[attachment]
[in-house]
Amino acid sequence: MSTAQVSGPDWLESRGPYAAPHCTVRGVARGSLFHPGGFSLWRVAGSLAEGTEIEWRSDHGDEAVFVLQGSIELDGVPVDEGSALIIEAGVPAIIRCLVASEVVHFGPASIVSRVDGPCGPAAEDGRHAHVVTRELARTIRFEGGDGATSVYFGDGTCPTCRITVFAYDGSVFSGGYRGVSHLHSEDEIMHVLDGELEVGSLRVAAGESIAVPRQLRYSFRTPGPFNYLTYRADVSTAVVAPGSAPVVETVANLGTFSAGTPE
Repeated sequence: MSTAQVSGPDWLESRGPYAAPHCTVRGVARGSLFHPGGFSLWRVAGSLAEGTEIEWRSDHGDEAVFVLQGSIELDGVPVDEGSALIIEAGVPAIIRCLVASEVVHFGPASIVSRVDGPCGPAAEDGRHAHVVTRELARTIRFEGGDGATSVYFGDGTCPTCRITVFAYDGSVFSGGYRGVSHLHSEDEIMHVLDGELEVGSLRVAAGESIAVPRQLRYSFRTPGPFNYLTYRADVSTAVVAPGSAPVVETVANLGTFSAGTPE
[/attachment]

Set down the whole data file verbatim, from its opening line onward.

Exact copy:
[in-house]
Amino acid sequence: MSTAQVSGPDWLESRGPYAAPHCTVRGVARGSLFHPGGFSLWRVAGSLAEGTEIEWRSDHGDEAVFVLQGSIELDGVPVDEGSALIIEAGVPAIIRCLVASEVVHFGPASIVSRVDGPCGPAAEDGRHAHVVTRELARTIRFEGGDGATSVYFGDGTCPTCRITVFAYDGSVFSGGYRGVSHLHSEDEIMHVLDGELEVGSLRVAAGESIAVPRQLRYSFRTPGPFNYLTYRADVSTAVVAPGSAPVVETVANLGTFSAGTPE
Repeated sequence: MSTAQVSGPDWLESRGPYAAPHCTVRGVARGSLFHPGGFSLWRVAGSLAEGTEIEWRSDHGDEAVFVLQGSIELDGVPVDEGSALIIEAGVPAIIRCLVASEVVHFGPASIVSRVDGPCGPAAEDGRHAHVVTRELARTIRFEGGDGATSVYFGDGTCPTCRITVFAYDGSVFSGGYRGVSHLHSEDEIMHVLDGELEVGSLRVAAGESIAVPRQLRYSFRTPGPFNYLTYRADVSTAVVAPGSAPVVETVANLGTFSAGTPE